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Western Digital (WD) Hard Drives Remotely Wiped Clean Worldwide
Users worldwide of Western Digital (WD) hard drives, specifically My Book Live and My Book Live Duo devices, found their hard drives being wiped clean remotely last June 23.
Last June 24, a WD user named “sunpeak” started a thread on WD Community forum stating that all the data on his WD My Book Live device is gone. “Previously the 2T volume was almost full but now it shows full capacity,” sunpeak said.
Hundreds of WD My Book Live and My Book Live Duo devices echoed sunpeak, stating that their devices have been wiped clean remotely as well.
“It is very scary that someone can do factory restore the drive without any permission granted from the end user,” sunpeak said. The tread started said he found this user.log in the affected device:
Jun 23 15:14:05 MyBookLive factoryRestore.sh: begin script:
Jun 23 15:14:05 MyBookLive shutdown: shutting down for system reboot
Jun 23 16:02:26 MyBookLive S15mountDataVolume.sh: begin script: start
Jun 23 16:02:29 MyBookLive _: pkg: wd-nas
Jun 23 16:02:30 MyBookLive _: pkg: networking-general
Jun 23 16:02:30 MyBookLive _: pkg: apache-php-webdav
Jun 23 16:02:31 MyBookLive _: pkg: date-time
Jun 23 16:02:31 MyBookLive _: pkg: alerts
Jun 23 16:02:31 MyBookLive logger: hostname=MyBookLive
Jun 23 16:02:32 MyBookLive _: pkg: admin-rest-api
Another WD user added this message to the thread: “All my data is gone too. Message in GUI says it was ‘Factory reset’ today! 06/23. I am totally screwed without that data … years of it.”
Western Digital Statement
Last June 25, US-based company Western Digital recommended to users to disconnect their My Book Live and My Book Live Duo devices from the internet to protect their data on these devices. My Book Live and My Book Live Duo devices were introduced to the market in 2010 and these devices received their final firmware update in 2015.
“Western Digital has determined that some My Book Live devices are being compromised by malicious software,” Western Digital said. “In some cases, this compromise has led to a factory reset that appears to erase all data on the device.”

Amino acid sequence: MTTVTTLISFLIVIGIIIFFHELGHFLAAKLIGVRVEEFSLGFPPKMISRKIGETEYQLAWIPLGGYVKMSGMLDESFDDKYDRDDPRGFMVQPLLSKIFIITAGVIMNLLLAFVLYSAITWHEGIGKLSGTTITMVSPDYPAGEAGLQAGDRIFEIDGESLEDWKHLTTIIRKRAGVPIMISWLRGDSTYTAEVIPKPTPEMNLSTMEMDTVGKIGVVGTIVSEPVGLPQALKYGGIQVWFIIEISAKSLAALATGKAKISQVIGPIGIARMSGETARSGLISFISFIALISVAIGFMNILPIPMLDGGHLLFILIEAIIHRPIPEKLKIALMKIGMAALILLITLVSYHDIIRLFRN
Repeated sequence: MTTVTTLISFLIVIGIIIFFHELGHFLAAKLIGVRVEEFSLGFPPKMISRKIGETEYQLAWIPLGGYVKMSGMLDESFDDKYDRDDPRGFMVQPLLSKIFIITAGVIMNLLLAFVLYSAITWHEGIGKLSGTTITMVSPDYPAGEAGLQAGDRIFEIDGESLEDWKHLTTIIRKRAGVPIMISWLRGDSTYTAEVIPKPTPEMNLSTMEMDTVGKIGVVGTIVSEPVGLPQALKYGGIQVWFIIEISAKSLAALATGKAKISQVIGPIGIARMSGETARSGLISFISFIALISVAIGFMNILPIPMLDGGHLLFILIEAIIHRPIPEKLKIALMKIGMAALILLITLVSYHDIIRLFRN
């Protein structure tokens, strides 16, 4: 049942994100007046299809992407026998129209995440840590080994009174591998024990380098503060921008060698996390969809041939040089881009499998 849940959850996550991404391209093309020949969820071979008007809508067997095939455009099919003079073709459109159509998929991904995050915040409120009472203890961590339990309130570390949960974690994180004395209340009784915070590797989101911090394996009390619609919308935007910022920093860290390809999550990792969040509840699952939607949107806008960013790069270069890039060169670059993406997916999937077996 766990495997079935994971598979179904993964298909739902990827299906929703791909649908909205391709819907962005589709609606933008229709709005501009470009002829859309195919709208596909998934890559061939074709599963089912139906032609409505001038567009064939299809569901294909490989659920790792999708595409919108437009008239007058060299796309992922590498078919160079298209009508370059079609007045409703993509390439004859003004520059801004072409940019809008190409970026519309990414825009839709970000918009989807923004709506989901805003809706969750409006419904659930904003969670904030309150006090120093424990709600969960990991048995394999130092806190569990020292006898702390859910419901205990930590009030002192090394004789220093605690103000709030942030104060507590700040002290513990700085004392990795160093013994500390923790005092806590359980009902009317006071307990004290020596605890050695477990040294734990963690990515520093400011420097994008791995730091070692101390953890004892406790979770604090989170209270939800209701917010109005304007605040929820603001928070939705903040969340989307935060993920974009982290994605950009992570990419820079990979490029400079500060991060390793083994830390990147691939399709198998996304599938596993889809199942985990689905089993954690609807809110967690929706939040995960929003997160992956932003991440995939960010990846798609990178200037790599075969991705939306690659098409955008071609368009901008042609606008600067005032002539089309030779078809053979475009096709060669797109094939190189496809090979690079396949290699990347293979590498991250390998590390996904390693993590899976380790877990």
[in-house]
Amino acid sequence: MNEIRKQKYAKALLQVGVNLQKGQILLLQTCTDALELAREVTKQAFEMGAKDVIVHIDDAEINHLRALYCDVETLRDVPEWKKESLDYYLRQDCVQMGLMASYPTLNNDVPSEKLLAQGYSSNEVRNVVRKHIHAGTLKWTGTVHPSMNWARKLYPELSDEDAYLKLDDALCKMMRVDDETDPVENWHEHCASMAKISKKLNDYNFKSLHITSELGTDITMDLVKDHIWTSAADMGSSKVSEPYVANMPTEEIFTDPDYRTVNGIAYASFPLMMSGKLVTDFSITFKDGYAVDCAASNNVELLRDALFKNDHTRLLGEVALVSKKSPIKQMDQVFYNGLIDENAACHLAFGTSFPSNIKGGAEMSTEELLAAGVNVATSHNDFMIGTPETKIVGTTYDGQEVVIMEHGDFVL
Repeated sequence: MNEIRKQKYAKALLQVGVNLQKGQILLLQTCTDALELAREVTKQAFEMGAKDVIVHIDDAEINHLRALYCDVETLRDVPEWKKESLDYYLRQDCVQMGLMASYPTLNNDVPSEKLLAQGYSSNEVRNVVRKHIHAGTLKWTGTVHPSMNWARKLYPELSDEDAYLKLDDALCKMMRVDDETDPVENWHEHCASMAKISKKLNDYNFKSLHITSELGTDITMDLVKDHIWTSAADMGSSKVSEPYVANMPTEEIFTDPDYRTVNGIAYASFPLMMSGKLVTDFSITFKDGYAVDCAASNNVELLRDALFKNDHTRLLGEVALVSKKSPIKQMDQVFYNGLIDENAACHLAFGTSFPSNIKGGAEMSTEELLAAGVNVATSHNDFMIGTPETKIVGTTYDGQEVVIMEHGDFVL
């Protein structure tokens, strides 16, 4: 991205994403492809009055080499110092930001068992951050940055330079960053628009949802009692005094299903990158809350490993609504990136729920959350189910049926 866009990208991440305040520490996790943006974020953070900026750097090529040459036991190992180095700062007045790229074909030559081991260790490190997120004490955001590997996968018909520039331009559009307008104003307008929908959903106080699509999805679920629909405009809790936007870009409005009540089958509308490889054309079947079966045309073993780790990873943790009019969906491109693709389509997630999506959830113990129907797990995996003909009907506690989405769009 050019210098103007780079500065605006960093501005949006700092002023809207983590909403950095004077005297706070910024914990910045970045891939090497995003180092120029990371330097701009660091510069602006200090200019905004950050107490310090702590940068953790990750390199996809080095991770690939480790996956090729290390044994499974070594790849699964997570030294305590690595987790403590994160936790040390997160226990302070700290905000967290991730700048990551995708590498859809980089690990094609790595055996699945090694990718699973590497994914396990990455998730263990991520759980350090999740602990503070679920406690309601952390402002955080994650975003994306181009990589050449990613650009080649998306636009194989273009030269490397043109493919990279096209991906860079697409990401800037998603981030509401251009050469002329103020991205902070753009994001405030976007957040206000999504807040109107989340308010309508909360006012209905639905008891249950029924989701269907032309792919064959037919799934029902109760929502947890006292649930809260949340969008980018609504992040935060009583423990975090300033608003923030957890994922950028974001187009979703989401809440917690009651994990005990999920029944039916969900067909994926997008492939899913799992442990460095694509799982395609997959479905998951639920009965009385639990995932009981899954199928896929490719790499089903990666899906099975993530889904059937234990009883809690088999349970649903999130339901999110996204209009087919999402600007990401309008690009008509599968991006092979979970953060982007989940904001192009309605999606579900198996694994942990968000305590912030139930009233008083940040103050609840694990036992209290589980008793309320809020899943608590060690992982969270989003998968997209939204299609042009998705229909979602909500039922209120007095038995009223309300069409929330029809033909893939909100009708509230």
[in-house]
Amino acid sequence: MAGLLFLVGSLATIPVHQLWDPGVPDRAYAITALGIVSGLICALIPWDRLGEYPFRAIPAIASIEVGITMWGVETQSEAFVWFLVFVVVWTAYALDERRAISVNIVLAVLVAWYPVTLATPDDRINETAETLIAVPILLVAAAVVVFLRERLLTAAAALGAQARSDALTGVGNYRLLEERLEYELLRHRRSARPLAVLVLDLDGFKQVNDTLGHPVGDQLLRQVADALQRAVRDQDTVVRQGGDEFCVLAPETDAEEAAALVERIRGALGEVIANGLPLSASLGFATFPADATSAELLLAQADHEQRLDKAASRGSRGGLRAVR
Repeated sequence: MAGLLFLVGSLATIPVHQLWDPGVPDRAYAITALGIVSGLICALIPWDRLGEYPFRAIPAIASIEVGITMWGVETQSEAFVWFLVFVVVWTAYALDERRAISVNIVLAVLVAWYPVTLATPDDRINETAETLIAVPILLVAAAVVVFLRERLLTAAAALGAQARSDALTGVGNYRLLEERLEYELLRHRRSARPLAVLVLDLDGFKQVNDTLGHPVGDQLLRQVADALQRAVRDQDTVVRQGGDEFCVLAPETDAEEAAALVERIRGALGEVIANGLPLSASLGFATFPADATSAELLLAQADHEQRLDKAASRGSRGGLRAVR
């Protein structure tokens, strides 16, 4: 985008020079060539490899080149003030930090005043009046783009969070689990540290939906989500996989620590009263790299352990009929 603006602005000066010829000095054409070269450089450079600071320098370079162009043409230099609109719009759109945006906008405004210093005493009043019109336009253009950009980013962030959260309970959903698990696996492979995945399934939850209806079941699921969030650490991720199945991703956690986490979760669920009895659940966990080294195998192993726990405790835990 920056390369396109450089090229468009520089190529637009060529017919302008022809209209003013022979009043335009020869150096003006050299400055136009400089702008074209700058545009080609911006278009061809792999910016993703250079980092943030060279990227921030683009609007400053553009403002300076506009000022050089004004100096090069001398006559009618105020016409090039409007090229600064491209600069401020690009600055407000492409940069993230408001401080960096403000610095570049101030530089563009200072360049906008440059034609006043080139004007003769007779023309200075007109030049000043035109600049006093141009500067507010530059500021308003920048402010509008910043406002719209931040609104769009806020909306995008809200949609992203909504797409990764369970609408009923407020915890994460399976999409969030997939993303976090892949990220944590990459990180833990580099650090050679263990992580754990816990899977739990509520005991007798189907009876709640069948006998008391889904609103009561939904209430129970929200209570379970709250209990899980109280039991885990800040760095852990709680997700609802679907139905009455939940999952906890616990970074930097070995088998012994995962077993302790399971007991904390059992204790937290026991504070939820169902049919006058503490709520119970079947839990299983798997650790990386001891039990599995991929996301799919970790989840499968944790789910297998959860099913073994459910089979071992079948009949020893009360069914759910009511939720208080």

According to Western Digital, the log files that they’ve reviewed show that the attackers directly connected to the affected My Book Live and My Book Live Duo devices from a variety of IP addresses in different countries. The company said this shows that the affected devices were directly accessible from the internet, via direct connection or port forwarding that was enabled either manually or automatically via UPnP.
“Western Digital has determined that some My Book Live and My Book Live Duo devices are being compromised through exploitation of a remote command execution vulnerability,” Western Digital said.
The specific remote command execution vulnerability referred to by Western Digital is CVE-2018-18472 – in which all versions of Western Digital (WD) My Book Live has a root Remote Command Execution bug via shell metacharacters in the /api/1.0/rest/language_configuration language parameter. This security vulnerability can be triggered by anyone who knows the IP address of the affected device. A proof-of-concept on how to exploit CVE-2018-18472 is publicly available.
As the last firmware update of WD My Book Live and My Book Live Duo devices was in 2015, CVE-2018-18472 vulnerability, therefore, wasn’t answered by WD developers in 2015.
Other Cyberattacks Affecting Hard Drives/Backups
WD My Book Live and My Book Live Duo devices can be attached to the network, as such, they’re known as network-attached storage (NAS) devices. Other examples of NAS devices are those made by Taiwanese corporation QNAP Systems, Inc.
In the past few years, QNAP NAS devices have been the target of malicious actors. In 2019, researchers at Intezer detected the malicious software known as QNAPCrypt.
"QNAP is a well-known vendor for selling NAS servers, which the malware was intended to infect and encrypt the containing files for ransom,” researchers at Intezer said. “NAS servers normally store large amounts of important data and files, which make them a valuable target for attackers and especially a viable target for ransomware campaigns.”
In 2014, researchers at FireEye observed cyberattackers attempting to exploit the BASH remote code injection vulnerability against QNAP NAS devices.
"These attacks result in the hackers having a root level remote shell, gaining full access to the contents of the NAS,” FireEye researchers said. “NAS systems are used by enterprises to store large volumes of files and house databases, as well as by consumers for personal storage. This makes NAS an attractive target for attackers given the broad types of data they handle. In this case, the attackers can gain full access the NAS contents as well as execute other commands.”
Cybersecurity Best Practices
The deletion of enormous data in WD My Book Live and My Book Live Duo devices is a lesson learned for many users.
Network-attached storage (NAS) devices, including WD My Book Live and My Book Live Duo devices and QNAP devices are becoming the target of cyberattackers due to the wealth of data that these devices hold.
It is important to practice the time-honored 3-2-1 backup rule. This rule states that your organization needs to have 3 copies of critical data (one production data and 2 backup copies), with two copies in different media, and one copy kept offsite for disaster recovery.
Steve E. Driz, I.S.P., ITCP